General Tax information for Estate Trustees

executor estate trustee record keeping

Resource Info

Summary Legal strategies for those who would like to protect and preserve inheritances for spouses, children, or beneficiaries with disabilities.
Published 2013

An estate trustee (commonly referred to as an ‘executor’) is responsible for filing income tax returns of the deceased including prior year returns and any necessary estate or trust returns. It is also his or her responsibility to ensure that tax returns are filed when due, and to pay from the estate any income taxes, penalties and interest that may be owing.

The last income tax return or T1 filed for a deceased is referred to as the ‘final return’. Although a T1 form is the same as is used by individuals each year, there are many factors to consider in order to complete it properly. For example, there will be deemed disposition of capital property (such as mutual funds, shares, or a second home) owned by the deceased at the date of death and capital gains or losses will need to be calculated and reported. If the deceased held an RRSP or RRIF, the deemed disposition (assuming no rollover or transfer to a spouse) can mean there are significant income taxes owing.

If the individual died in the months of January through October and was not carrying on a business, the final return for the year of death is due the following year, no later than April 30th. If the deceased died in the months of November or December, the final return is due six months following the date of death. The final return reports the income of the deceased for the period from January 1 to the date of death.

We strongly recommend that an estate trustee not distribute assets until he or she has received at least a Notice of Assessment with respect to the final return. Until the estate trustee is confident that all prior year tax liabilities are known and dealt with, the estate trustee should delay distribution of assets until he or she has received a clearance certificate to cover the period up to the date of death. Without a clearance certificate from Canada Revenue Agency (CRA) any additional taxes, penalties or interest discovered to be owing at some future date, perhaps during an audit by CRA, the estate trustee can be held personally liable if there are insufficient estate assets remaining. If the executor has obtained a clearance certificate, CRA will seek re-imbursement from all of the beneficiaries pro rata rather than looking solely to the estate trustee.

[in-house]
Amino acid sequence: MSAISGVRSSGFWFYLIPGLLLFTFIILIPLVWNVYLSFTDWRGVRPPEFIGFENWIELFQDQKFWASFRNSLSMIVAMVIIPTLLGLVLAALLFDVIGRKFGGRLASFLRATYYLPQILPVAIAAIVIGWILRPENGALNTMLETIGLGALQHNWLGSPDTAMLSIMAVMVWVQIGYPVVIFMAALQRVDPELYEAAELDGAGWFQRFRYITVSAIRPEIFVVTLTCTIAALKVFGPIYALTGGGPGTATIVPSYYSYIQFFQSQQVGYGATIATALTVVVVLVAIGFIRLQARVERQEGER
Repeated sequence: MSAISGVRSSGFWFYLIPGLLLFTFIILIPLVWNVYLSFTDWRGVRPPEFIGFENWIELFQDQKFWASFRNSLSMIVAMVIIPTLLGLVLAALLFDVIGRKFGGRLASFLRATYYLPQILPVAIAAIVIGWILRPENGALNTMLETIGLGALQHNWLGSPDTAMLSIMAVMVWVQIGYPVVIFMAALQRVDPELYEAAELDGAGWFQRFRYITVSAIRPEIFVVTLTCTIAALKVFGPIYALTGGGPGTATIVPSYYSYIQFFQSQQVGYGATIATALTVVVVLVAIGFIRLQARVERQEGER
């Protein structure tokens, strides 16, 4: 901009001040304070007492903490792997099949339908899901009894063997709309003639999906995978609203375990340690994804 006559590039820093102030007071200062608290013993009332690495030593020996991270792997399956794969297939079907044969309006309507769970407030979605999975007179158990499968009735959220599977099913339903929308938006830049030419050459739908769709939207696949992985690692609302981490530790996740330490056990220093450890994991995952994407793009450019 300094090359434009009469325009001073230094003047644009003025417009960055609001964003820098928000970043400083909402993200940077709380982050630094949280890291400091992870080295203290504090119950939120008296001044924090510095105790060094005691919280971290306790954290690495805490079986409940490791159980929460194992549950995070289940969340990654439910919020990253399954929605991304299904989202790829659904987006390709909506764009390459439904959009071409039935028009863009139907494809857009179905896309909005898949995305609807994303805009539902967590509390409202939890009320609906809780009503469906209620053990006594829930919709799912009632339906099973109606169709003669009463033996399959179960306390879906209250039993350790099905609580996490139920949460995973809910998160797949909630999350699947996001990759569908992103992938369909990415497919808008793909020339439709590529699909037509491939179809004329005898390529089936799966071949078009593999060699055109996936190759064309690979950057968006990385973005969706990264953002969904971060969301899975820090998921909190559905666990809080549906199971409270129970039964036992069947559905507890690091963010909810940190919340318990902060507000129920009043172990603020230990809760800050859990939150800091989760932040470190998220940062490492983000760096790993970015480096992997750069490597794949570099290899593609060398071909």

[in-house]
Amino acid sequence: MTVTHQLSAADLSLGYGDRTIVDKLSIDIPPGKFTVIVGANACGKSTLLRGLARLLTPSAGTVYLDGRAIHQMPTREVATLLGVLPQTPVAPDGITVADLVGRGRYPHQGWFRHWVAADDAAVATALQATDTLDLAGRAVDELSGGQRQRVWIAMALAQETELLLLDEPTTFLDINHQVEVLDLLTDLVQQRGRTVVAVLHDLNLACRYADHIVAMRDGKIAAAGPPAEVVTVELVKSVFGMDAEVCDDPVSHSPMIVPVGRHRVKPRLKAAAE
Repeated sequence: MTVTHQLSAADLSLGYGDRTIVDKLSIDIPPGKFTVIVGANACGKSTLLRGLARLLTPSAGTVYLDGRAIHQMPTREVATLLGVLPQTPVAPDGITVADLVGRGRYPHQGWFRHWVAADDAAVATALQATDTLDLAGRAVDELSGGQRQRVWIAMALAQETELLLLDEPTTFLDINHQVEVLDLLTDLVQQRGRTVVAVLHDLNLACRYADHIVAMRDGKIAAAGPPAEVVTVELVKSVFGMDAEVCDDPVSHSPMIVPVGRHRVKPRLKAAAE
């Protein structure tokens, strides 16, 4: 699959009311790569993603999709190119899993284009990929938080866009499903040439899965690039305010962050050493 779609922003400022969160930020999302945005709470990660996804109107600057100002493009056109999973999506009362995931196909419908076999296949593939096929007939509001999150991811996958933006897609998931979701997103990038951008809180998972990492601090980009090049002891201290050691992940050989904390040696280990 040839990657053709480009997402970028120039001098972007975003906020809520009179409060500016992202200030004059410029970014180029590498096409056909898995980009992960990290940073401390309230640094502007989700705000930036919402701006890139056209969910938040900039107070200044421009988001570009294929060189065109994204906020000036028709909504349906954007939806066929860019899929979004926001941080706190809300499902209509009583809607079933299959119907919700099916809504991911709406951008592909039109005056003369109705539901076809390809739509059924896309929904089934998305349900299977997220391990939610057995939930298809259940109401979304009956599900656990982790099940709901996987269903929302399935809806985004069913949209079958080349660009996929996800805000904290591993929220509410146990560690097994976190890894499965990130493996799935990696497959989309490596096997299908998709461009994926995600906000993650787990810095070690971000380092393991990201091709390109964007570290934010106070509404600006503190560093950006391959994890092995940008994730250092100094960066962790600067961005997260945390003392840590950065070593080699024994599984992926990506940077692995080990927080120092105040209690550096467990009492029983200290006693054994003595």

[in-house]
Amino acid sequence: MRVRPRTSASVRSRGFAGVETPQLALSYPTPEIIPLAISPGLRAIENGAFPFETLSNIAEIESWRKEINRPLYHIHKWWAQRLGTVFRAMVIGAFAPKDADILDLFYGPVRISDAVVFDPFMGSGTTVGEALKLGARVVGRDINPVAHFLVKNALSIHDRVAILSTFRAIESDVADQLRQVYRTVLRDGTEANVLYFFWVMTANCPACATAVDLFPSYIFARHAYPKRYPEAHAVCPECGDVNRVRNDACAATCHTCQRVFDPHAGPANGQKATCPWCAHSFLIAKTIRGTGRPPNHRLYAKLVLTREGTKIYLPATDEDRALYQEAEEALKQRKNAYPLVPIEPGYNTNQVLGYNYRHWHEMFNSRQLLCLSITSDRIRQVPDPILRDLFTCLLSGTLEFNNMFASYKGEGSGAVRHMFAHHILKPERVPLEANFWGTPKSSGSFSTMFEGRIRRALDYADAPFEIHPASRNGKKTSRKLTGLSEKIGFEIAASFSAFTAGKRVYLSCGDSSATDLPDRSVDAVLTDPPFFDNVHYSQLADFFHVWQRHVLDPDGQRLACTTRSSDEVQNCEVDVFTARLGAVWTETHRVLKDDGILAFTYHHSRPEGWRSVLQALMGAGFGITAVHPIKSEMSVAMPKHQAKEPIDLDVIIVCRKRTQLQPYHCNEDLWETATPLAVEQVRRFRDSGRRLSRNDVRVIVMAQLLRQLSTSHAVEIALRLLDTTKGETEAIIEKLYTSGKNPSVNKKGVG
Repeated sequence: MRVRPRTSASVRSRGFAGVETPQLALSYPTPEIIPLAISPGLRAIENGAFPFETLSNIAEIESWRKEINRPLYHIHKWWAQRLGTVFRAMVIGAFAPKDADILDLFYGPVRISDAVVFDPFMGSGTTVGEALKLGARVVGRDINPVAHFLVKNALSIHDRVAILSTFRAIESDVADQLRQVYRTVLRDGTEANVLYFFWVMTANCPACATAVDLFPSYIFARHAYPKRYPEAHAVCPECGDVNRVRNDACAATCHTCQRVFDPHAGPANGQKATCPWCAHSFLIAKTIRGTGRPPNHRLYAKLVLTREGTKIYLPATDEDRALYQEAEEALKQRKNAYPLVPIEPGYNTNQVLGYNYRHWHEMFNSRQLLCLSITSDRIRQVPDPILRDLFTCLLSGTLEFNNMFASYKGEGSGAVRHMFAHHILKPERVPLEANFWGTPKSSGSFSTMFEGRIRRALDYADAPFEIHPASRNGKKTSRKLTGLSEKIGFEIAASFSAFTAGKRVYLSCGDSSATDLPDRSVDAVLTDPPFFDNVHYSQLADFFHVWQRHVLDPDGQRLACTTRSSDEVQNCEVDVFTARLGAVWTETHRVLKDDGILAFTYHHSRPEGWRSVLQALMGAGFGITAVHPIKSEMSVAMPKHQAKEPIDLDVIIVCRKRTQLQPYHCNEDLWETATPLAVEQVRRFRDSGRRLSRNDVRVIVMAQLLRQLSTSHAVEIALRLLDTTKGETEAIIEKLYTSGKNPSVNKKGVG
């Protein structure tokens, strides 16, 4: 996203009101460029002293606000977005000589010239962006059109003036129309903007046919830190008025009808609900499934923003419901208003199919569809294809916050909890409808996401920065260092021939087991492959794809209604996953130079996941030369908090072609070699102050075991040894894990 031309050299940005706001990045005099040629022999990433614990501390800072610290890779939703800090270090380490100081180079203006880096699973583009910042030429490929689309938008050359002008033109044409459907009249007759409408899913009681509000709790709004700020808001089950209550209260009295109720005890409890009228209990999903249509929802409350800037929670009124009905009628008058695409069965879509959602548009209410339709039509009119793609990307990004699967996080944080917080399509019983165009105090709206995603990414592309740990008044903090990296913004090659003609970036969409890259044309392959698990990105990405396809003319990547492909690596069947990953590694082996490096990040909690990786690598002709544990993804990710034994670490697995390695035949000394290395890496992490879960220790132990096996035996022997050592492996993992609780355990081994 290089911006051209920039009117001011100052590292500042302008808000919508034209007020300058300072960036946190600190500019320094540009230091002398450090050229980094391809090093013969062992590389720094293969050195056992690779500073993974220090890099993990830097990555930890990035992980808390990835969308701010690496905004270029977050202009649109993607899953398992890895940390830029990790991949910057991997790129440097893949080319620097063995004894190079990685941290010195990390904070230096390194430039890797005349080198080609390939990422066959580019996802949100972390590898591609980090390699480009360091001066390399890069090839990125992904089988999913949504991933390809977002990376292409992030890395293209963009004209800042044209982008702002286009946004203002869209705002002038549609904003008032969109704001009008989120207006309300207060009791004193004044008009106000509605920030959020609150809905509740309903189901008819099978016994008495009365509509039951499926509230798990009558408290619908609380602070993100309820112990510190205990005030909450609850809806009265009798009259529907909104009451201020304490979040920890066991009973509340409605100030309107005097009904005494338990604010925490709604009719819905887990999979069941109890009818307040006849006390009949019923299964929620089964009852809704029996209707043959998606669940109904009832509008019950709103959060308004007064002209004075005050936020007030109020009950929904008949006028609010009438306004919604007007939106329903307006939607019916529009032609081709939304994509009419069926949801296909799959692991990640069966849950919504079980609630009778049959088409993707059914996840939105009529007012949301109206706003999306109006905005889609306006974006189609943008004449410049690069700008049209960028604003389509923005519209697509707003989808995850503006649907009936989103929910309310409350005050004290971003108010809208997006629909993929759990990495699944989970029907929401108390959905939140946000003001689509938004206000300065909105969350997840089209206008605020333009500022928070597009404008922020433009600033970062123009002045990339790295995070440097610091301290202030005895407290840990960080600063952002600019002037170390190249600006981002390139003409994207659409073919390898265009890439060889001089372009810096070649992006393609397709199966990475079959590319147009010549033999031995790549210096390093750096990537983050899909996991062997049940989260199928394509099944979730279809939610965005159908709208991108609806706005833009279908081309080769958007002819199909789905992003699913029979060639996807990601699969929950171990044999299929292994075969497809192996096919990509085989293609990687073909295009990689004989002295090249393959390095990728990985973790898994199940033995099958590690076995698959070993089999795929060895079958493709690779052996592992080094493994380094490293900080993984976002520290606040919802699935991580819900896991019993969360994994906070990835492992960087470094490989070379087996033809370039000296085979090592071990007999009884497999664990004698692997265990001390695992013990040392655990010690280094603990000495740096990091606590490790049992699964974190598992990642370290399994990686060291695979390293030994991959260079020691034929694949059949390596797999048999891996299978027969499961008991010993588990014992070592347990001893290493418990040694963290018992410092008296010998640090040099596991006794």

If an individual dies in January, February, March, or April without having filed his or her prior year tax return, the previous year’s tax return will be due six months following the date of death. For example, if an individual dies on March 20 and his or her prior year tax return has not yet been filed, the return is due September 20 rather than April 30 when it would normally be due if the person were alive.

If the beneficiary of an estate is a non-resident of Canada, the estate trustee must complete and file certain forms within the timeframes specified by CRA. Some forms require the non-resident beneficiary’s signature before receiving his or her distribution. It is essential that, if an estate has non-resident beneficiaries, the estate trustee obtain advice from a knowledgeable tax professional well before distributing the estate.

If the deceased had a connection to the US, there may be US tax filing obligations. The estate trustee should consult a US tax specialist who can assist the estate trustee in complying with such requirements.

A tax professional can help the estate trustee decide whether to file a T3 trust return or to advise beneficiaries that they must report a pro rata share of estate income earned after date of death. There are a number of reasons why an estate trustee might file a T3 trust return such as if the estate has significant income or there were unavoidable delays in winding up the estate, or the Will includes an on-going trust.

Every estate trustee should consult a tax professional who is knowledgeable about taxation on death and has experience with completing and filing returns for estates and trusts. Effective January 1, 2016, significant tax law changes make it more critical then ever to have proper advice. For example, if an estate qualifies as a graduated rate estate (GRE) for tax purposes, there are potential tax savings if certain steps are taken within required timeframes.

If the deceased’s Will included a trust for the benefit of a person with a disability and if the person qualifies for the disability tax credit (DTC) and certain other conditions are met, the trust may benefit from graduated tax rates. A trust for a person who qualifies for the DTC and which is established as a consequence of death, even if not included in a Will (such as an insurance trust or a regulation discretionary trust) may also potentially benefit from graduated tax rates.